You never know when you might encounter a complicated tax situation, and while you can sometimes go it alone, in certain cases, you'd be much better off enlisting the help of a personal tax attorney. Because taxation law is extremely complex, a lawyer could spell the difference between a successful IRS battle and one that ends poorly for you. Furthermore, if you're facing income tax evasion charges, you should absolutely hire a tax lawyer to act in your defense.
Although less than 1% of tax returns get audited each year, sometime, all it takes is a bit of missing or mismatched information to wind up on the IRS's list. While most IRS audits are conducted by mail, in some cases, you may need to engage in a face-to-face battle of sorts with an actual IRS agent. And while he or she may not look scary, you can bet that agent will know a whole lot more about the tax code than you do.
If you're facing an in-depth, in-person audit, having a tax attorney in your corner could produce a much better outcome for you. First of all, your lawyer will be able to address any questions that IRS agent throws your way and answer them in the least harmful manner possible. In addition, if you're found to owe a significant amount of money, your tax lawyer will be able to negotiate with the IRS on your behalf.
According to IRS estimates, up to 17% of taxpayers fail to fully adhere to the law when filing their returns. But there's a difference between forgetting to report a small amount of side income and actively hiding large chunks of income, and if the IRS thinks you've done the latter, you could face criminal charges.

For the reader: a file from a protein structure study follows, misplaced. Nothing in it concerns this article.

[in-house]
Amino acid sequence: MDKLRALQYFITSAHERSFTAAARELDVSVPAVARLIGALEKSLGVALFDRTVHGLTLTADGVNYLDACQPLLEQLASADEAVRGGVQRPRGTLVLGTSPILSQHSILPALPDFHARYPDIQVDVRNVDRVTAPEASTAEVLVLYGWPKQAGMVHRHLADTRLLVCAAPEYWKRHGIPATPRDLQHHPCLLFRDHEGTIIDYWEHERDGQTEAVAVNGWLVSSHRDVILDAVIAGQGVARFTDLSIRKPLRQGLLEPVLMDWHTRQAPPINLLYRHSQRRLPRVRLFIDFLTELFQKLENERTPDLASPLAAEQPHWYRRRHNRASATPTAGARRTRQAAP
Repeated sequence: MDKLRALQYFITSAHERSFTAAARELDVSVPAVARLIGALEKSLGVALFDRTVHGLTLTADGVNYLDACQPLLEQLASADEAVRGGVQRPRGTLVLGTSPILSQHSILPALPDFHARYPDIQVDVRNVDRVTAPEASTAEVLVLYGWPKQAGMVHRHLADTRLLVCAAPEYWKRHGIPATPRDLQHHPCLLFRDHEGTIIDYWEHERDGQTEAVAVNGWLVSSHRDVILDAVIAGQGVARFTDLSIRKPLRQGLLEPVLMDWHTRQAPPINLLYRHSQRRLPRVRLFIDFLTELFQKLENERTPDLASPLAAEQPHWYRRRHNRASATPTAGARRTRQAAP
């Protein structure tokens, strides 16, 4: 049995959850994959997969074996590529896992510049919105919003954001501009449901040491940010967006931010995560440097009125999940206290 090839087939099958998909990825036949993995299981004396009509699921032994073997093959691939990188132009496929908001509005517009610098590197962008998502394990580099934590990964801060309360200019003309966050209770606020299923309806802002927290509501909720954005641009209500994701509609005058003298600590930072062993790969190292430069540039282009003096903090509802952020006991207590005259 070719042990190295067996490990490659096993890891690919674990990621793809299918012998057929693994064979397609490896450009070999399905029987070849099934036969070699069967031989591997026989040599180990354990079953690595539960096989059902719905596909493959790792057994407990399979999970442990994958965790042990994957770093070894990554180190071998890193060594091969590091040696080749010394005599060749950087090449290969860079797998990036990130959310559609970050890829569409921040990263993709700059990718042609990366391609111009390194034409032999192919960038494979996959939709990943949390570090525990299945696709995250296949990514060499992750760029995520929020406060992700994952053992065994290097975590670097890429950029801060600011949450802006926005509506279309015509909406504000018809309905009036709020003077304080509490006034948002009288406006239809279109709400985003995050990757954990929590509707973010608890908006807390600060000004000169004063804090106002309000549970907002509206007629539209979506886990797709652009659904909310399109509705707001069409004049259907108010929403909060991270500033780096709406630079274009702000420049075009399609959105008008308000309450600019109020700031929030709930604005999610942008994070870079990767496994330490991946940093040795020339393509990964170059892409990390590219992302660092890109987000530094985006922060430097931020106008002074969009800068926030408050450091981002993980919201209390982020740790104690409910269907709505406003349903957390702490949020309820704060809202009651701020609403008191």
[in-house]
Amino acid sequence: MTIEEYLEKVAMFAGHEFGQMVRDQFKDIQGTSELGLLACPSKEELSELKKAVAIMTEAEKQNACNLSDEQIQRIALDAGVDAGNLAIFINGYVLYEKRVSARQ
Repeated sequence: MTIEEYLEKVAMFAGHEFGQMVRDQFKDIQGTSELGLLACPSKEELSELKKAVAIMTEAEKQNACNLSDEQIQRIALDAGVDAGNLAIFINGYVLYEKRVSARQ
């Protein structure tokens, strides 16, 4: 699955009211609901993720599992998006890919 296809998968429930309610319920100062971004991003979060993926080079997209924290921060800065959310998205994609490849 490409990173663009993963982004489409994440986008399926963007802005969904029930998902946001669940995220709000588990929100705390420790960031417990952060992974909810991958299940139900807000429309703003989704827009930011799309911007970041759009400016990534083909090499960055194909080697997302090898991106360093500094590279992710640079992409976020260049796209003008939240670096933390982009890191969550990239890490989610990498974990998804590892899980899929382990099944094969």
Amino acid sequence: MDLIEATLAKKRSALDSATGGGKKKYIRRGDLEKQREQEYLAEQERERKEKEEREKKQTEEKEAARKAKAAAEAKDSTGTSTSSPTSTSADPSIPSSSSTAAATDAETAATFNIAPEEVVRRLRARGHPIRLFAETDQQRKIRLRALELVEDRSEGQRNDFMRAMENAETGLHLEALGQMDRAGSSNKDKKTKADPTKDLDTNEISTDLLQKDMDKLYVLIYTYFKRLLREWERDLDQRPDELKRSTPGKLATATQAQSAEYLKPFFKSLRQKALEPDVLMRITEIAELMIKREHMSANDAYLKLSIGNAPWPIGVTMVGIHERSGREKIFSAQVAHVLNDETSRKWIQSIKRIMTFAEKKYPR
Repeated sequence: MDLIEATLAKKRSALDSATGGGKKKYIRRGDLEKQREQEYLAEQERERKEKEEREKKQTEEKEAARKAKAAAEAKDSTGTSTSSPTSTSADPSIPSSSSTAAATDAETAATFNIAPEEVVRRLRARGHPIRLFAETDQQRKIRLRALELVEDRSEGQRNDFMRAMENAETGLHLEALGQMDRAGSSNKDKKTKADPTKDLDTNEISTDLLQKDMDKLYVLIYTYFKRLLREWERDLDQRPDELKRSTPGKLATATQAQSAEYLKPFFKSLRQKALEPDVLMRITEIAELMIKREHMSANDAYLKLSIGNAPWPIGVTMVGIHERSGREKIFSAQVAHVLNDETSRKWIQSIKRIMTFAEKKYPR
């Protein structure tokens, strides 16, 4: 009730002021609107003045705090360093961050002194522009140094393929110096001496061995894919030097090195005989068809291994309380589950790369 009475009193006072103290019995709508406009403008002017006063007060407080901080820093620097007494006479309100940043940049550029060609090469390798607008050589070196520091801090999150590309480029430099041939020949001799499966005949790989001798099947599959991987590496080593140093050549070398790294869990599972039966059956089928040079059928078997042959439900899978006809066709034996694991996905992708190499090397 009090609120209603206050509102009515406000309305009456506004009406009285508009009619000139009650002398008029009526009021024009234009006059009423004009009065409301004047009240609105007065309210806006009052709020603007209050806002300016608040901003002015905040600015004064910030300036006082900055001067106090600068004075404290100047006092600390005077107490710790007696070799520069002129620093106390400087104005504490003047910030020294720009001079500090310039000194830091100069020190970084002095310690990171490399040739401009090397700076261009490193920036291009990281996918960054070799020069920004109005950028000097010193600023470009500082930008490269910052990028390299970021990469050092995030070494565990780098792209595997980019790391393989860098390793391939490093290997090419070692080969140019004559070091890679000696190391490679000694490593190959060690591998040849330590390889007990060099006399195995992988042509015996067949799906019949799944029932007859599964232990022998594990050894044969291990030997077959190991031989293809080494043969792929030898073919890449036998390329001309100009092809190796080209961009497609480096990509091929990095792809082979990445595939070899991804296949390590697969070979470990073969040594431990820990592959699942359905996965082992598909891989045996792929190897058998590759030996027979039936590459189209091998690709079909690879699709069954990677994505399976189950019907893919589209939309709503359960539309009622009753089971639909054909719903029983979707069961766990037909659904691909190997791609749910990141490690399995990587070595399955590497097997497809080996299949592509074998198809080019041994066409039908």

Anytime you're accused of tax evasion or tax fraud, you shouldn't think twice before hiring an attorney -- because if you are indeed convicted, the penalties can be downright catastrophic. For one thing, you could go to jail if you're found to have willingly evaded income taxes. But even if that never comes to be, if you're found guilty of tax fraud, you could face a 75% civil penalty on the amount of tax you underpaid on top of the actual taxes you owe. And if you are convicted of a tax crime, your attorney can work to help get your penalty (or, in some cases, jail time) reduced.
If you're facing an IRS audit and you're willing to spend the time reading up on tax laws, then you may be able to handle the situation on your own and save yourself the attorney fees. But if you're facing any type of criminal charges, you'll be taking a huge risk by fighting back solo.
Though tax lawyers can be expensive, in many cases, they're able to more than make up for their fees. That said, if you're going to enlist the help of an attorney, make sure you understand how you'll be charged. Some lawyers charge a flat fee for tax matters, while others charge an hourly rate. The benefit of paying a flat fee is that there won't be any surprises down the line, but if your situation is relatively uncomplicated, you may come out ahead by paying an hourly rate.
Finally, if you're looking for a tax lawyer, it never hurts to shop around. Just make sure to choose someone with the right experience and credentials. When you're deep in the throes of an IRS battle, you really can't afford to be stingy.